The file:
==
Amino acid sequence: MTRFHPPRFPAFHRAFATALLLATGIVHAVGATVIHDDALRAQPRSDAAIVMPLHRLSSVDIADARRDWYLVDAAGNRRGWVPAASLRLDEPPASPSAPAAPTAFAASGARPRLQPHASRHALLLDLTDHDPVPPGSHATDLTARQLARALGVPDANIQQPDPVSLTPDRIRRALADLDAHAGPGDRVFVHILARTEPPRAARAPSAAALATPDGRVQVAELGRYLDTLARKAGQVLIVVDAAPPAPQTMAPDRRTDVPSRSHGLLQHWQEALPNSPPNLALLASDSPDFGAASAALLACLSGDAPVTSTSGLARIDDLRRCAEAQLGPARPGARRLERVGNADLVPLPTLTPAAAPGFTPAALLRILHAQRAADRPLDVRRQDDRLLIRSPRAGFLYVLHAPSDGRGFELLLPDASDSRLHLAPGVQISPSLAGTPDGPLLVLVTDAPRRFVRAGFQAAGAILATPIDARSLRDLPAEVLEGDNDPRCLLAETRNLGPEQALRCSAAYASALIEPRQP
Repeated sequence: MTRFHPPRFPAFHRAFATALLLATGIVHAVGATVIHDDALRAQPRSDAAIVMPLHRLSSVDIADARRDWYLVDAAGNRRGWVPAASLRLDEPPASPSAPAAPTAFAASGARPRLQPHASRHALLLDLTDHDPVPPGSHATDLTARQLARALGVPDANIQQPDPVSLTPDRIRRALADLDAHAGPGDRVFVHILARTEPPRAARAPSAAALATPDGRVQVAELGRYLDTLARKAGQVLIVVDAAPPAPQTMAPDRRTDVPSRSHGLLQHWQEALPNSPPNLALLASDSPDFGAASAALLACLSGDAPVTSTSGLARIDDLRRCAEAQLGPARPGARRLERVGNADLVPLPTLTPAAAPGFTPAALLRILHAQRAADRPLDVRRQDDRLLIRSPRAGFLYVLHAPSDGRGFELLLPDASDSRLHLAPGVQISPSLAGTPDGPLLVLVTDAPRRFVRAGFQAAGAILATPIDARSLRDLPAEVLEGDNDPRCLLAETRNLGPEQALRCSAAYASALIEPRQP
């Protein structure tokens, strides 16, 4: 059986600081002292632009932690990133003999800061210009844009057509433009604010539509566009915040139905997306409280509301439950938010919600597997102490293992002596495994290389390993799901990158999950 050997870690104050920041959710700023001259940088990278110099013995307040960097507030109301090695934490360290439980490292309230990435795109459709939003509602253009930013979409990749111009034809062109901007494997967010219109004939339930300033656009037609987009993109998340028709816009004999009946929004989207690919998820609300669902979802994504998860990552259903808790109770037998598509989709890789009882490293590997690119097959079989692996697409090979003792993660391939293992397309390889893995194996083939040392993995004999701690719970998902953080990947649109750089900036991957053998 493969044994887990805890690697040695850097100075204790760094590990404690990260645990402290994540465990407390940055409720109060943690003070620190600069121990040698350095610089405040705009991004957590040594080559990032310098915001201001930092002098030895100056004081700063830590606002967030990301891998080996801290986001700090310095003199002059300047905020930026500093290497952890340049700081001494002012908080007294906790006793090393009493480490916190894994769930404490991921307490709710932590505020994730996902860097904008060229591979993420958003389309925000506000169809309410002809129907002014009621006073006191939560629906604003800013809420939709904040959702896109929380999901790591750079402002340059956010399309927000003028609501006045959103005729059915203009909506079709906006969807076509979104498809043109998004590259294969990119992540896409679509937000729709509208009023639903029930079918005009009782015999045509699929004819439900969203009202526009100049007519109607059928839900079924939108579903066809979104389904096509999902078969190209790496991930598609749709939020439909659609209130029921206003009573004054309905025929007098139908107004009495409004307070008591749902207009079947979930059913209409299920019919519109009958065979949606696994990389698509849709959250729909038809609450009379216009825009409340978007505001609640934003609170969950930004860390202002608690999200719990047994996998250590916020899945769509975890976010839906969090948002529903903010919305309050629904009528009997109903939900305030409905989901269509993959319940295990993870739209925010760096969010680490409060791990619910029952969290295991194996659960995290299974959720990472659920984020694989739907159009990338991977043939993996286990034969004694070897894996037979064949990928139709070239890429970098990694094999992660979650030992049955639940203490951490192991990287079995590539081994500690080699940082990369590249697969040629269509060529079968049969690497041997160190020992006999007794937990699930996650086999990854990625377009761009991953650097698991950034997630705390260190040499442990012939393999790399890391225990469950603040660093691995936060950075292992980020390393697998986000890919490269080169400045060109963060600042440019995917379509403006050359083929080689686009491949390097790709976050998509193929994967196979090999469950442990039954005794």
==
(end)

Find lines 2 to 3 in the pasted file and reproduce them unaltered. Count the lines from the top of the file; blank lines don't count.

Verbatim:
Repeated sequence: MTRFHPPRFPAFHRAFATALLLATGIVHAVGATVIHDDALRAQPRSDAAIVMPLHRLSSVDIADARRDWYLVDAAGNRRGWVPAASLRLDEPPASPSAPAAPTAFAASGARPRLQPHASRHALLLDLTDHDPVPPGSHATDLTARQLARALGVPDANIQQPDPVSLTPDRIRRALADLDAHAGPGDRVFVHILARTEPPRAARAPSAAALATPDGRVQVAELGRYLDTLARKAGQVLIVVDAAPPAPQTMAPDRRTDVPSRSHGLLQHWQEALPNSPPNLALLASDSPDFGAASAALLACLSGDAPVTSTSGLARIDDLRRCAEAQLGPARPGARRLERVGNADLVPLPTLTPAAAPGFTPAALLRILHAQRAADRPLDVRRQDDRLLIRSPRAGFLYVLHAPSDGRGFELLLPDASDSRLHLAPGVQISPSLAGTPDGPLLVLVTDAPRRFVRAGFQAAGAILATPIDARSLRDLPAEVLEGDNDPRCLLAETRNLGPEQALRCSAAYASALIEPRQP
């Protein structure tokens, strides 16, 4: 059986600081002292632009932690990133003999800061210009844009057509433009604010539509566009915040139905997306409280509301439950938010919600597997102490293992002596495994290389390993799901990158999950 050997870690104050920041959710700023001259940088990278110099013995307040960097507030109301090695934490360290439980490292309230990435795109459709939003509602253009930013979409990749111009034809062109901007494997967010219109004939339930300033656009037609987009993109998340028709816009004999009946929004989207690919998820609300669902979802994504998860990552259903808790109770037998598509989709890789009882490293590997690119097959079989692996697409090979003792993660391939293992397309390889893995194996083939040392993995004999701690719970998902953080990947649109750089900036991957053998 493969044994887990805890690697040695850097100075204790760094590990404690990260645990402290994540465990407390940055409720109060943690003070620190600069121990040698350095610089405040705009991004957590040594080559990032310098915001201001930092002098030895100056004081700063830590606002967030990301891998080996801290986001700090310095003199002059300047905020930026500093290497952890340049700081001494002012908080007294906790006793090393009493480490916190894994769930404490991921307490709710932590505020994730996902860097904008060229591979993420958003389309925000506000169809309410002809129907002014009621006073006191939560629906604003800013809420939709904040959702896109929380999901790591750079402002340059956010399309927000003028609501006045959103005729059915203009909506079709906006969807076509979104498809043109998004590259294969990119992540896409679509937000729709509208009023639903029930079918005009009782015999045509699929004819439900969203009202526009100049007519109607059928839900079924939108579903066809979104389904096509999902078969190209790496991930598609749709939020439909659609209130029921206003009573004054309905025929007098139908107004009495409004307070008591749902207009079947979930059913209409299920019919519109009958065979949606696994990389698509849709959250729909038809609450009379216009825009409340978007505001609640934003609170969950930004860390202002608690999200719990047994996998250590916020899945769509975890976010839906969090948002529903903010919305309050629904009528009997109903939900305030409905989901269509993959319940295990993870739209925010760096969010680490409060791990619910029952969290295991194996659960995290299974959720990472659920984020694989739907159009990338991977043939993996286990034969004694070897894996037979064949990928139709070239890429970098990694094999992660979650030992049955639940203490951490192991990287079995590539081994500690080699940082990369590249697969040629269509060529079968049969690497041997160190020992006999007794937990699930996650086999990854990625377009761009991953650097698991950034997630705390260190040499442990012939393999790399890391225990469950603040660093691995936060950075292992980020390393697998986000890919490269080169400045060109963060600042440019995917379509403006050359083929080689686009491949390097790709976050998509193929994967196979090999469950442990039954005794």